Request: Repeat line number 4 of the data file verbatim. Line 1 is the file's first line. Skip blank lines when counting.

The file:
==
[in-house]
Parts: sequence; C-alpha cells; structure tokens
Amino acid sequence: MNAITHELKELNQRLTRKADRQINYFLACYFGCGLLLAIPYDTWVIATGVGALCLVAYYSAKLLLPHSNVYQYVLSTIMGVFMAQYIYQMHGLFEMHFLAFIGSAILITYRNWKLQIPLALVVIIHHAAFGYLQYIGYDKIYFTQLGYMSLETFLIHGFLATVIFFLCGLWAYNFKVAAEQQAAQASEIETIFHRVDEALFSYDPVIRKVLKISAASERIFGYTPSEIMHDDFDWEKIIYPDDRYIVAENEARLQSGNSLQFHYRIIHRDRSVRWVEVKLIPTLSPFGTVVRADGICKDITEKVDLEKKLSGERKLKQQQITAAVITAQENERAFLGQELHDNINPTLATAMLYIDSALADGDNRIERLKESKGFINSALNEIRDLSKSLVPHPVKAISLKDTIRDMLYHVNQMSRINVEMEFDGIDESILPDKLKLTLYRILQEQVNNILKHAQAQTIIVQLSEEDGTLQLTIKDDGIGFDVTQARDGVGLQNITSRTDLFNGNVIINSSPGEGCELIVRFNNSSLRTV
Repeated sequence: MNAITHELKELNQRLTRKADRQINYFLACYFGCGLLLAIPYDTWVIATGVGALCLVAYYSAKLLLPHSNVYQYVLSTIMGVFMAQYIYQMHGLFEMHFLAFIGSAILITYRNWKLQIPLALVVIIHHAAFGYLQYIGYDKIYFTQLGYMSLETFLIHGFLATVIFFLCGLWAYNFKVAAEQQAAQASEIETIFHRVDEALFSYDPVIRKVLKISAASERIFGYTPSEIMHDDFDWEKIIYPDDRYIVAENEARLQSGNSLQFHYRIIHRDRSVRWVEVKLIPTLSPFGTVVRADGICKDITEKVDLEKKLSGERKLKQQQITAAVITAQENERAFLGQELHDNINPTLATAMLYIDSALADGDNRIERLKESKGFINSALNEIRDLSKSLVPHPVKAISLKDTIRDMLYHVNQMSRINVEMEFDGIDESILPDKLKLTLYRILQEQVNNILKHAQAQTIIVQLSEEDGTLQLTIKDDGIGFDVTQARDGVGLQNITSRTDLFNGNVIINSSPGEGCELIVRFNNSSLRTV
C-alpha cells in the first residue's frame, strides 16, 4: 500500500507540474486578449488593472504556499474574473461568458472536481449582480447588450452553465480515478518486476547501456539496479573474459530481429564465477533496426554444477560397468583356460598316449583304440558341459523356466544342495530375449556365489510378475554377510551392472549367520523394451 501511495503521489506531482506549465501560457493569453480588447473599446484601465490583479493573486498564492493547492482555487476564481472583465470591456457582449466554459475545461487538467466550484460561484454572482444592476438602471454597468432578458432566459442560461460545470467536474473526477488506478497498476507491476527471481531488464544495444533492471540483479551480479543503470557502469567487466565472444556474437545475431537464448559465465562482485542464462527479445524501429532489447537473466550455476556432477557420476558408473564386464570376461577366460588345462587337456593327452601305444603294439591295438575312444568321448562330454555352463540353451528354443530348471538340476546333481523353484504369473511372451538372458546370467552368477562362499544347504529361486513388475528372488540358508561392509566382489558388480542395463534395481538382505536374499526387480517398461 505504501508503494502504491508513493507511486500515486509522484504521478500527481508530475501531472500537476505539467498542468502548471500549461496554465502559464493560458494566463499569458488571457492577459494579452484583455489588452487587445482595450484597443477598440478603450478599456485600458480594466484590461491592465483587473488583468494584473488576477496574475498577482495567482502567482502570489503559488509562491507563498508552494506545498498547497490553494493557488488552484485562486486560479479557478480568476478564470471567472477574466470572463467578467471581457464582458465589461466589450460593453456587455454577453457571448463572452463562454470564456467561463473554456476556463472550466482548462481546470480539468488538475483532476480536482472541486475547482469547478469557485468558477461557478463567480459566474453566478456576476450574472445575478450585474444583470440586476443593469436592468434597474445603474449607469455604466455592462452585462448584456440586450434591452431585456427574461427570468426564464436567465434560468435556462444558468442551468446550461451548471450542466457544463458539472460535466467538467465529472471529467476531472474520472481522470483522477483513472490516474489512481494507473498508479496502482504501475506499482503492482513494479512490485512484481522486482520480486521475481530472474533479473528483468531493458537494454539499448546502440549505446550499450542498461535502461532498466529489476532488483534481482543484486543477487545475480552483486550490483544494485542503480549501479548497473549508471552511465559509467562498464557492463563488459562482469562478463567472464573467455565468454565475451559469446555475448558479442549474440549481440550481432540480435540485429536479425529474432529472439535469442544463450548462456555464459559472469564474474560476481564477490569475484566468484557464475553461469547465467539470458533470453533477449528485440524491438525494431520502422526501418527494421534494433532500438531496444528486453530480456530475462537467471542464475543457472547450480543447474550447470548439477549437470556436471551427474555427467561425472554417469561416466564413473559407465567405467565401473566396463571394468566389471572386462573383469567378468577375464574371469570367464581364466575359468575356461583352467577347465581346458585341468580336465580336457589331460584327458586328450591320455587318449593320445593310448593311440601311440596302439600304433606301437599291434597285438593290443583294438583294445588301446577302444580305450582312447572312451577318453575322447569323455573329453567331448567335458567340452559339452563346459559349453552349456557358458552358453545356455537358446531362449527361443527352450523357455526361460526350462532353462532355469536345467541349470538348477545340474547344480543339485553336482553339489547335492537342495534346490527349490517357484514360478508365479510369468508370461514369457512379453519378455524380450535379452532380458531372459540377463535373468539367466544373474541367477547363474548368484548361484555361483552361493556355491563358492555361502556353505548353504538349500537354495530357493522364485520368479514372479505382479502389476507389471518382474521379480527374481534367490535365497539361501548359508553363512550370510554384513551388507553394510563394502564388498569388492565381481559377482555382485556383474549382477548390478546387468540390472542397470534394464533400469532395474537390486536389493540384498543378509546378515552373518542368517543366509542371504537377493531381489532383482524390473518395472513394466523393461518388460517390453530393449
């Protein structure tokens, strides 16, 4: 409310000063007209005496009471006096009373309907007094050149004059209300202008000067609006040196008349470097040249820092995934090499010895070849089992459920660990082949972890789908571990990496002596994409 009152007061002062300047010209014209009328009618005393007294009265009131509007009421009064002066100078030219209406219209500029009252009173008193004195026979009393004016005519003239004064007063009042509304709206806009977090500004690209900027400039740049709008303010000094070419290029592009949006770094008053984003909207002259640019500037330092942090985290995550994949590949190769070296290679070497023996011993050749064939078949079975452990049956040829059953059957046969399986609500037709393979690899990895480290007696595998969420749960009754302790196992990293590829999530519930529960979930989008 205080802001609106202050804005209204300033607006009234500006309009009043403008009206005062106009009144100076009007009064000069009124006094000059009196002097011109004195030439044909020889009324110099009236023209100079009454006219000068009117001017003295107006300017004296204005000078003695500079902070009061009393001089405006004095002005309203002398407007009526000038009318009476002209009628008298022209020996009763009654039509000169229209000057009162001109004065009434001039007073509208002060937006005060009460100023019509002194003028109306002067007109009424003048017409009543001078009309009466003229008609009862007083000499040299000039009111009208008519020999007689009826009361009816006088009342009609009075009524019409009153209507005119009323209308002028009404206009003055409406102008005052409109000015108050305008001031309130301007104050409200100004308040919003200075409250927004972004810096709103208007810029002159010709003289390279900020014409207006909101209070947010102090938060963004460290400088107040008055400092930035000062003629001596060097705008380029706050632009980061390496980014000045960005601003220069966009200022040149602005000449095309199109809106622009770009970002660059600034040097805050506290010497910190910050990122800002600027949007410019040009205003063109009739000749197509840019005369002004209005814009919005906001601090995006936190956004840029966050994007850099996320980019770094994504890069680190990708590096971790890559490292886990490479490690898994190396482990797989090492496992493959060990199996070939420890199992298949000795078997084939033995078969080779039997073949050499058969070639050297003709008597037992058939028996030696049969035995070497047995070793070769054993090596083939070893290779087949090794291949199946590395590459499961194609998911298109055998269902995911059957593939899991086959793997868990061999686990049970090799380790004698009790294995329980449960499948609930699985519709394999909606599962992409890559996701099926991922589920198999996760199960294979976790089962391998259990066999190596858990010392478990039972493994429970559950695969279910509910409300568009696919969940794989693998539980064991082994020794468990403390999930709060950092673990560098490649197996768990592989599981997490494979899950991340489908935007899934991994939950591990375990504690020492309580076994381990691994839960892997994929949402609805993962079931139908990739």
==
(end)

Repeated sequence: MNAITHELKELNQRLTRKADRQINYFLACYFGCGLLLAIPYDTWVIATGVGALCLVAYYSAKLLLPHSNVYQYVLSTIMGVFMAQYIYQMHGLFEMHFLAFIGSAILITYRNWKLQIPLALVVIIHHAAFGYLQYIGYDKIYFTQLGYMSLETFLIHGFLATVIFFLCGLWAYNFKVAAEQQAAQASEIETIFHRVDEALFSYDPVIRKVLKISAASERIFGYTPSEIMHDDFDWEKIIYPDDRYIVAENEARLQSGNSLQFHYRIIHRDRSVRWVEVKLIPTLSPFGTVVRADGICKDITEKVDLEKKLSGERKLKQQQITAAVITAQENERAFLGQELHDNINPTLATAMLYIDSALADGDNRIERLKESKGFINSALNEIRDLSKSLVPHPVKAISLKDTIRDMLYHVNQMSRINVEMEFDGIDESILPDKLKLTLYRILQEQVNNILKHAQAQTIIVQLSEEDGTLQLTIKDDGIGFDVTQARDGVGLQNITSRTDLFNGNVIINSSPGEGCELIVRFNNSSLRTV